“Lalita” – the Love Language
Crashing, distorted pop that manages the neat trick of being harsh and cute at the same time. There’s that rough-edged sound and the lo-fi vocals on the one hand, that cheery tambourine and lovable, horn-like, garage-rock guitar riff on the other. Yup, pretty cute. And the thing even swings, in an effortless, ’60s-ish sort of way.
A key to its success, to me, is how relaxed a piece of work this is. It owes something, sure, to rock’n’roll of various bygone eras, but there’s nothing slavish going on here, nothing emitting that straitjacketed vibe of someone trying too hard to make it sound like one particular thing or another. Meanwhile, the song is all “go away but come here”: as ramshackle as the tune is, and muddy as the mix gets, the chorus cycles back each time, with its simple, sing-along melody, and wins your heart.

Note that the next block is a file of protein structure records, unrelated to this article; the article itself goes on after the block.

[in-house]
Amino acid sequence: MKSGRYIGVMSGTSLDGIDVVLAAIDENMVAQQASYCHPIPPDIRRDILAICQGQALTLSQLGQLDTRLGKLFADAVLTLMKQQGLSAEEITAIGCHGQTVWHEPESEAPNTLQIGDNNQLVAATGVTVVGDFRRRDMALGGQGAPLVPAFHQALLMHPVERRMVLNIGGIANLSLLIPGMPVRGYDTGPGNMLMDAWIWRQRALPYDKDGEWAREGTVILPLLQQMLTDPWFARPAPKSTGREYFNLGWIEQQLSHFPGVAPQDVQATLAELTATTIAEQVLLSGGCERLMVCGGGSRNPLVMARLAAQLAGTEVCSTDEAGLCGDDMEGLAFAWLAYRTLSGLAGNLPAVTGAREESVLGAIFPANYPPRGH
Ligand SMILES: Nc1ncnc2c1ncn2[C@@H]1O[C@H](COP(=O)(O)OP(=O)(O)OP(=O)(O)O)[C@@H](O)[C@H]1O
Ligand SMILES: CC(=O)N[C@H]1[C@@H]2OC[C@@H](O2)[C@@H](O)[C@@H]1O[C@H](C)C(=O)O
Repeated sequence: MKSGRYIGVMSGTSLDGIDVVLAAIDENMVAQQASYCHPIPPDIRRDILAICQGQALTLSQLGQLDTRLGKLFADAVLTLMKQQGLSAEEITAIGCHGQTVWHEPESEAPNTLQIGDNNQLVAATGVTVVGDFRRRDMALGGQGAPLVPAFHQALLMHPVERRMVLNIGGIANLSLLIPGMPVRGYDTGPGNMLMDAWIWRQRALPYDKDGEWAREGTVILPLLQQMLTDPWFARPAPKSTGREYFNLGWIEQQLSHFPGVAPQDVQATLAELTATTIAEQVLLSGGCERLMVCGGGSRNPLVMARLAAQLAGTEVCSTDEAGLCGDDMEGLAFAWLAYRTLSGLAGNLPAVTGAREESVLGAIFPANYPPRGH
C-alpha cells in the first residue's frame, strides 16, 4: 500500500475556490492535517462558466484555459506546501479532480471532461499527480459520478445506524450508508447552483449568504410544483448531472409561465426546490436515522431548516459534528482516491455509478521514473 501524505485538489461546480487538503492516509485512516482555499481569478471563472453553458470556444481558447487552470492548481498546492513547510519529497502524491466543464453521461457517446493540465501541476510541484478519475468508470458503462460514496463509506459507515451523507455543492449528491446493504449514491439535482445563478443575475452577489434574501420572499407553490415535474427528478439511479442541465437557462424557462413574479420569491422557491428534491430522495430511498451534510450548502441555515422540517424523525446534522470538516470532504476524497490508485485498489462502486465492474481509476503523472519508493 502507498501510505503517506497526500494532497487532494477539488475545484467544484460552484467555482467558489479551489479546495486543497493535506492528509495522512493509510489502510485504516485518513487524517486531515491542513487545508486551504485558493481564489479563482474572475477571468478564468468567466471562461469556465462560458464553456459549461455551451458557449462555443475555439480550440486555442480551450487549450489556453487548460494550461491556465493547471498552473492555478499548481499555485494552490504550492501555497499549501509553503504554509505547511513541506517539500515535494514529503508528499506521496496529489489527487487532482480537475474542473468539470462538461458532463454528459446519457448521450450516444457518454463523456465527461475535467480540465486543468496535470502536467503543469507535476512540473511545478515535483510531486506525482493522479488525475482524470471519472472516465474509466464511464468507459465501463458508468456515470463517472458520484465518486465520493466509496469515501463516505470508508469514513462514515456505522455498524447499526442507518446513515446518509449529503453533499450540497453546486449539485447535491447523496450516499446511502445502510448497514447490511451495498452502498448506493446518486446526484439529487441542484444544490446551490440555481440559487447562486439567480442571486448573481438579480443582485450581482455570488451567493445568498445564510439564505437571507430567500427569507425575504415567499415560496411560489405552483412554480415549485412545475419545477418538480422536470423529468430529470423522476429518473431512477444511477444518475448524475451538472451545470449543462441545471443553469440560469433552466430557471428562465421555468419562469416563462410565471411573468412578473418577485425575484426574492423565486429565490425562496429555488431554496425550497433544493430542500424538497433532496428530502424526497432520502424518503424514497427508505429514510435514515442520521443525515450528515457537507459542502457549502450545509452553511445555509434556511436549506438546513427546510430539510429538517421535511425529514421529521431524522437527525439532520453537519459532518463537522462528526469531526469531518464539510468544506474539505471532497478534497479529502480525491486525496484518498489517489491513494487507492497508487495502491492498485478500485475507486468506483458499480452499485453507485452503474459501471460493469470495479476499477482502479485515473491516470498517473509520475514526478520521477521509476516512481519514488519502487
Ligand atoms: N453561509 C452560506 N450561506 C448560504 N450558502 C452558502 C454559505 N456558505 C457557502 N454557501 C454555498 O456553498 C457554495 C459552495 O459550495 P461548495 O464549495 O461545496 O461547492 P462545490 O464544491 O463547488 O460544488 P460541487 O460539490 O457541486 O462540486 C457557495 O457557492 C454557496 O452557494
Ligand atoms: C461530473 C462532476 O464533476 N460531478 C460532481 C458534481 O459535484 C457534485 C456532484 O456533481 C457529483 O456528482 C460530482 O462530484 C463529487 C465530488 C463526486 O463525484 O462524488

The Love Language is a band from Raleigh that seems to have trouble deciding how many people are in it–while acknowledged as a sort of one-man operation, emerging from the imagination and talents of one Stuart McLamb, the Love Language is identified online variously as a five-piece band and a seven-piece band, even as both of these write-ups are accompanied by a picture of–yes–six people. You’ll find “Lalita” on the band’s self-titled debut CD, released in February on Bladen County Records.
MP3 via Bladen County.